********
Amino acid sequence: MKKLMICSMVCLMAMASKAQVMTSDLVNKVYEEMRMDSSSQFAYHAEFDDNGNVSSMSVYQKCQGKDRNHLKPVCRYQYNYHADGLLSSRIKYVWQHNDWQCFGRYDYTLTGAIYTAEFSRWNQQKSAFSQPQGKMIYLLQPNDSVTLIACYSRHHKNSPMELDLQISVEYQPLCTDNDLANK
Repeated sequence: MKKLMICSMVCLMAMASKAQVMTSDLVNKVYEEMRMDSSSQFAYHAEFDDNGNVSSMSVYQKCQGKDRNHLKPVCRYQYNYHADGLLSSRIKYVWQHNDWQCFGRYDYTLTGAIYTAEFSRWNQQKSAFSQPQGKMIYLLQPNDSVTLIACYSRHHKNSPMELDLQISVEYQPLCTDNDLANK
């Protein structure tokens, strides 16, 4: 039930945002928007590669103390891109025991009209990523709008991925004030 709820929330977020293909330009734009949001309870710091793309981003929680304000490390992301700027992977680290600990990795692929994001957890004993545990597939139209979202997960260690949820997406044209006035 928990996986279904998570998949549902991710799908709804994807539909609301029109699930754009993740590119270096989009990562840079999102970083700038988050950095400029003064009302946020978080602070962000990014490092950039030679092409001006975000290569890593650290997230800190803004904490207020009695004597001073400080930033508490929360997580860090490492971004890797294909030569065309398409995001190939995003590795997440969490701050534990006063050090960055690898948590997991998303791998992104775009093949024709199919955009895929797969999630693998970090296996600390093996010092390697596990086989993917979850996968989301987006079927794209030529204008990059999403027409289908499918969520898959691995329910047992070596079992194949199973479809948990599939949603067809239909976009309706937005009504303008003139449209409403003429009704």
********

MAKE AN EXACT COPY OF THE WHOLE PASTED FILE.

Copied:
Amino acid sequence: MKKLMICSMVCLMAMASKAQVMTSDLVNKVYEEMRMDSSSQFAYHAEFDDNGNVSSMSVYQKCQGKDRNHLKPVCRYQYNYHADGLLSSRIKYVWQHNDWQCFGRYDYTLTGAIYTAEFSRWNQQKSAFSQPQGKMIYLLQPNDSVTLIACYSRHHKNSPMELDLQISVEYQPLCTDNDLANK
Repeated sequence: MKKLMICSMVCLMAMASKAQVMTSDLVNKVYEEMRMDSSSQFAYHAEFDDNGNVSSMSVYQKCQGKDRNHLKPVCRYQYNYHADGLLSSRIKYVWQHNDWQCFGRYDYTLTGAIYTAEFSRWNQQKSAFSQPQGKMIYLLQPNDSVTLIACYSRHHKNSPMELDLQISVEYQPLCTDNDLANK
């Protein structure tokens, strides 16, 4: 039930945002928007590669103390891109025991009209990523709008991925004030 709820929330977020293909330009734009949001309870710091793309981003929680304000490390992301700027992977680290600990990795692929994001957890004993545990597939139209979202997960260690949820997406044209006035 928990996986279904998570998949549902991710799908709804994807539909609301029109699930754009993740590119270096989009990562840079999102970083700038988050950095400029003064009302946020978080602070962000990014490092950039030679092409001006975000290569890593650290997230800190803004904490207020009695004597001073400080930033508490929360997580860090490492971004890797294909030569065309398409995001190939995003590795997440969490701050534990006063050090960055690898948590997991998303791998992104775009093949024709199919955009895929797969999630693998970090296996600390093996010092390697596990086989993917979850996968989301987006079927794209030529204008990059999403027409289908499918969520898959691995329910047992070596079992194949199973479809948990599939949603067809239909976009309706937005009504303008003139449209409403003429009704």